post

Embrace the Trial – Part 6

We are talking about the process of embracing our trials. In part one we discussed the “poem challenge”. In part two we sought to understand the “Why” question and why it is the unproductive question. In part three and part four, we considered God’s character—“what God is like” and “what God knows is best.” In part five we sought to understand the struggle of the ongoing trial. Here in part 6 we come to the topic of contentment in the trial.

Understanding Contentment – “Embracing God’s Sufficiency

Recently, I was in the process of preparing a Sunday morning message when I found myself struggling with being content.

In the midst of my current trial, as I battle with a number of health concerns, my three-year old accidently poked me in the eye and scratched my cornea. I found this painful and discouraging, but I also found myself on the wrong end of discontentment. This incident coincided with a busy week with a tight schedule and no room for distractions, let alone poor eyesight and additional visits to doctors and waiting rooms.

Looking back on the timing of things I see the wisdom of God. In my eyes this was absolutely the worst timing possible, but in God’s infinite and perfect wisdom He knew I would gain the most from having this personal object lesson to pave the way for change. I also see God’s humor as it made me the object lesson for the message I was preparing. A few weeks prior to this, the Lord had laid on my heart His will for our church to study Paul’s letter to the church at Philippi. In the fourth chapter of he writes,

“I have learned, in whatsoever state I am, therewith to be content.”—Philippians 4:11b

I contemplated on the setting where these words were written and my heart was struck with rebuke. I know that the trial the Apostle Paul endured was far greater than my own, yet saw how he surrendered to God’s way and submitted to God’s wisdom and understanding. How did he do this? How could he write these words with such honesty without even a hint of underlying sarcasm or bitterness? Instead there is obvious peace and joy.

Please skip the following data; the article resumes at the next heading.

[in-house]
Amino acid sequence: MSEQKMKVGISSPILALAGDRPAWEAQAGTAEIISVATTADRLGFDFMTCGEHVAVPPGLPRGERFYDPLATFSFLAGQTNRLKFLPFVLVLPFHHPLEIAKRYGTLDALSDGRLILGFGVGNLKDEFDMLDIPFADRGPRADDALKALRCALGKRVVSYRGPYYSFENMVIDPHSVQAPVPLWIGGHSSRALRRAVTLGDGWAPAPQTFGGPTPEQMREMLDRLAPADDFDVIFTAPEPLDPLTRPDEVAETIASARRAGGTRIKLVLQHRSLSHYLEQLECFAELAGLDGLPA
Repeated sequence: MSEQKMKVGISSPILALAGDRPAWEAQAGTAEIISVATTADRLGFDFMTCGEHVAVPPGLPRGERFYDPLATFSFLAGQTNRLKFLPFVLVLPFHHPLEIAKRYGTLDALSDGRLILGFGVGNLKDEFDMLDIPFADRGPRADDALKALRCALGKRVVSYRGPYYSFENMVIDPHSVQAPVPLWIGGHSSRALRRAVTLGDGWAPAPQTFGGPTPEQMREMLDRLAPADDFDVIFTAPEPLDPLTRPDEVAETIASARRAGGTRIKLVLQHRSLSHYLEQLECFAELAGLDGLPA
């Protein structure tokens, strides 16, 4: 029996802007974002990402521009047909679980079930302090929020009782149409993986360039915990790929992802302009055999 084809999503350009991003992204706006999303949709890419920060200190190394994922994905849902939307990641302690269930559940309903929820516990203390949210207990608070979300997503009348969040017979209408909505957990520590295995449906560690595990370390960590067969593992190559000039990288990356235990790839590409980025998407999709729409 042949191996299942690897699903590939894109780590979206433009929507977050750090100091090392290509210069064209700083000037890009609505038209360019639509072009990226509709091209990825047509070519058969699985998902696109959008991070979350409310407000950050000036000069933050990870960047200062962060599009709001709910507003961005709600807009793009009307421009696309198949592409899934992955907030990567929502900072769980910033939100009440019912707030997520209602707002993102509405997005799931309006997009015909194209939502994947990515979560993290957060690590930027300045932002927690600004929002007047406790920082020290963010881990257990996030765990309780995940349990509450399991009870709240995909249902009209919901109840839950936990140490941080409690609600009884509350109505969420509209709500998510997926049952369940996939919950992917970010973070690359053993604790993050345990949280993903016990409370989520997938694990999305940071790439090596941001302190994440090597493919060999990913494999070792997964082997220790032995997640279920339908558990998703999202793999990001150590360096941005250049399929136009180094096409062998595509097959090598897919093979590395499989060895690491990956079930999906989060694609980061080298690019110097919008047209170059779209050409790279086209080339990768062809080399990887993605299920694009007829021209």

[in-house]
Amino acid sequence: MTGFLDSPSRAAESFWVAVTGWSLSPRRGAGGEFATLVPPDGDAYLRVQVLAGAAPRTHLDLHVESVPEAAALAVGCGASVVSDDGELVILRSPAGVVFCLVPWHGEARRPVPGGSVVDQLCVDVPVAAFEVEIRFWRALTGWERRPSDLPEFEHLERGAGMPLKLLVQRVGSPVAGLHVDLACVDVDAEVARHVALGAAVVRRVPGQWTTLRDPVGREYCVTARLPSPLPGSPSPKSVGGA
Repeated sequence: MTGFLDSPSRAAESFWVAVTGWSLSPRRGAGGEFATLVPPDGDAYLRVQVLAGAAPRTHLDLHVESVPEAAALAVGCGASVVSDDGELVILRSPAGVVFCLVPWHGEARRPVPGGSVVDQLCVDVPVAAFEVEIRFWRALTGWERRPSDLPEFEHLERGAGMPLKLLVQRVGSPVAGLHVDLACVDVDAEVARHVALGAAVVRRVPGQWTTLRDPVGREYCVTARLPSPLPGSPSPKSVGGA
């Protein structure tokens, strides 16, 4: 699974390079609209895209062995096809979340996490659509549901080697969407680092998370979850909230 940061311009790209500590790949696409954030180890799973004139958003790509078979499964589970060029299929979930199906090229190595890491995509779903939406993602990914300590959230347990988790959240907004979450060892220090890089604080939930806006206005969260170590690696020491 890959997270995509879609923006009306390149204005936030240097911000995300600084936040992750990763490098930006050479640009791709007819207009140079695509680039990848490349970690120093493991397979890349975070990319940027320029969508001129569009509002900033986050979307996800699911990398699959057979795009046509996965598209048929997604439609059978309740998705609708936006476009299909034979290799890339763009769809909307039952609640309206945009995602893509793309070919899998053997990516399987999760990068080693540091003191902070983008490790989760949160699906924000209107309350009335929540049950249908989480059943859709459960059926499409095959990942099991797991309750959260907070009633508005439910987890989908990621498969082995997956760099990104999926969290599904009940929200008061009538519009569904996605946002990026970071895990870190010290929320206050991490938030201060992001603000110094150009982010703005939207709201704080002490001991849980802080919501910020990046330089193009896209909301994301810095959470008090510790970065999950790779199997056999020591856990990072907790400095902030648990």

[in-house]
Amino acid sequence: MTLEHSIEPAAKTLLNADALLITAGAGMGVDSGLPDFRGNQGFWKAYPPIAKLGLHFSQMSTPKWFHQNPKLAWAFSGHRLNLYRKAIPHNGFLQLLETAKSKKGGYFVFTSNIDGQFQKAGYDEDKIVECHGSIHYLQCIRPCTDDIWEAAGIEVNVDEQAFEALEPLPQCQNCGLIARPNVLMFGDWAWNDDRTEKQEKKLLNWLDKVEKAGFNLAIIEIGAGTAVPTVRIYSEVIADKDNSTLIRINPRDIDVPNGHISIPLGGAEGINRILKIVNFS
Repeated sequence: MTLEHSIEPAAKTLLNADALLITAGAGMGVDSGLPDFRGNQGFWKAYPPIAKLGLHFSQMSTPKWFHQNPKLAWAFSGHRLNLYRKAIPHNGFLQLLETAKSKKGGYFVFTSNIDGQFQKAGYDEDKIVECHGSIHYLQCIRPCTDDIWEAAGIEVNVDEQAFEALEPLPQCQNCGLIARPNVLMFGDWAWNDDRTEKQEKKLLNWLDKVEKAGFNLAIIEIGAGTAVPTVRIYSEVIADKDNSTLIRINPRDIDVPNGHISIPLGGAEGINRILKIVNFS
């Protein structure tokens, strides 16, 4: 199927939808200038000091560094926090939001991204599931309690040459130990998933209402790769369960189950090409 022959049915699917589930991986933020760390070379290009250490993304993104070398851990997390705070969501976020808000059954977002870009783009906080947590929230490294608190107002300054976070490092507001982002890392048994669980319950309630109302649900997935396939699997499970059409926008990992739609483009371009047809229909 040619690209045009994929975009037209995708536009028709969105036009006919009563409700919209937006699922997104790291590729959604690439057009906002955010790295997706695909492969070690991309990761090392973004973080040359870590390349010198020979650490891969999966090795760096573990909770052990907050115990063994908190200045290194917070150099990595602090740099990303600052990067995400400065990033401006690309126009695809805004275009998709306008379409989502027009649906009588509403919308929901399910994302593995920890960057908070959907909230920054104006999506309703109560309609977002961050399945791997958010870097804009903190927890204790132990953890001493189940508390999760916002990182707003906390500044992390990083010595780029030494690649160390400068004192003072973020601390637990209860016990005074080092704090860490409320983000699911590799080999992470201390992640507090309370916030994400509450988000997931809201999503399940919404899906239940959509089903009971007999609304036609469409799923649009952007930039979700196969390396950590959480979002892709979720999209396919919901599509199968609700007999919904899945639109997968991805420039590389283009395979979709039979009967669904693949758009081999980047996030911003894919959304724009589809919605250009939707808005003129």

As I meditated upon this passage, a simple outline rose to the surface which explains the Paul’s contentment. It begins with the premise that I can be content in any circumstance no matter what (v. 11). It is then followed by two simple yet profound promises which speak of God’s sufficiency regarding His strength (v. 13) and His supply (v. 19). The reality of profoundly obvious truths in Scripture is that unfortunately they are often practically obscure in our lives. Often what appears so simple and clear on the pages of God’s Word and even in our minds remains hidden in our lives.

This was clearly the case, as I meditated upon this passage and was struck by how practically obscure these truths were, right at that moment in my life. With this realization I bowed my head in repentance. Then knowing God’s forgiveness, I smiled seeing God’s perfect timing, bringing me into a head-on collision with the details of my life and these truths that were so absolutely necessary to confront them and bring my heart to rest. The encouragement came as these truths began the twelve-inch journey from my head to my heart where they found a resting place and where my heart found the much-needed contentment even though the circumstances had yet to change.

Paul begins with a premise that on the outset is bold and daring. He says, “I have learned, in whatsoever state I am, therewith to be content.” It is a statement that, at first, comes across as “too good to be true” or may be only something that is for the “elite Christians” like Paul. But after further consideration and drawing in the promises that follow I see that this premise statement is meant for me—it is meant to be one of the statements of my life. It is meant for each of us “ordinary Christians.” God desires that my heart would rest content “in whatsoever state I am.”

Before we consider the promise, keep in mind that Paul’s statement isn’t a lesson that just came naturally to him but was one that he “learned” by experience. It was through trial after trial as he “learned” to rest in the stabilizing truths of God that he was able to, with a clear conscience and genuineness of heart, speak these words that, most often, seem to defy reality.

Now consider the promises, as pillars of truth, upon which the house of contentment is built. The foundation of these pillars is the sufficiency of God. Paul writes, “Not that we are sufficient of ourselves to think anything as of ourselves; but our sufficiency is of God” (2 Corinthians 3:5). The key to contentment begins first with a proper understanding of our inadequacy. Until we find ourselves to be lacking in our own ability to sufficiently deal with every detail of life we will never look outside ourselves and look to God. It is through the trials of life that God brings us to the end of ourselves—to the end of the façade of our own sufficiency and sovereignty as we turn to Him in dependent trust finding Him to be sovereign over all things and sufficient for our every need.

The first promise of God’s sufficiency from Paul deals with God’s powerlearning to rest in the strength of God.